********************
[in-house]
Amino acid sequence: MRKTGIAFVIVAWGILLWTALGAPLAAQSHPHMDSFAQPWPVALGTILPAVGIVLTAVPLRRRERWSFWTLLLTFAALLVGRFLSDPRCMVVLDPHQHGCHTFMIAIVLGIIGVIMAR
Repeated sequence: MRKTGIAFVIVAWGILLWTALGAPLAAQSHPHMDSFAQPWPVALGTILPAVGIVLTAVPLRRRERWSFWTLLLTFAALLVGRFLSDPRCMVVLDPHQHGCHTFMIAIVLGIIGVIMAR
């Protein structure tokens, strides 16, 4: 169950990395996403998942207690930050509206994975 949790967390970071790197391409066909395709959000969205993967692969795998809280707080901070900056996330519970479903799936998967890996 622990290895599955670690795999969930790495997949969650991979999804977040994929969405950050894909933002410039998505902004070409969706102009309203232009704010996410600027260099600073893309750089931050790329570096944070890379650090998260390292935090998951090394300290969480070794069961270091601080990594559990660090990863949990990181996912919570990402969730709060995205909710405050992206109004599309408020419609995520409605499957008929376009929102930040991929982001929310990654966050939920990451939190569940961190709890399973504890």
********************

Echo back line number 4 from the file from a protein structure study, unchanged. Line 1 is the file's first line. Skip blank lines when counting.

């Protein structure tokens, strides 16, 4: 169950990395996403998942207690930050509206994975 949790967390970071790197391409066909395709959000969205993967692969795998809280707080901070900056996330519970479903799936998967890996 622990290895599955670690795999969930790495997949969650991979999804977040994929969405950050894909933002410039998505902004070409969706102009309203232009704010996410600027260099600073893309750089931050790329570096944070890379650090998260390292935090998951090394300290969480070794069961270091601080990594559990660090990863949990990181996912919570990402969730709060995205909710405050992206109004599309408020419609995520409605499957008929376009929102930040991929982001929310990654966050939920990451939190569940961190709890399973504890």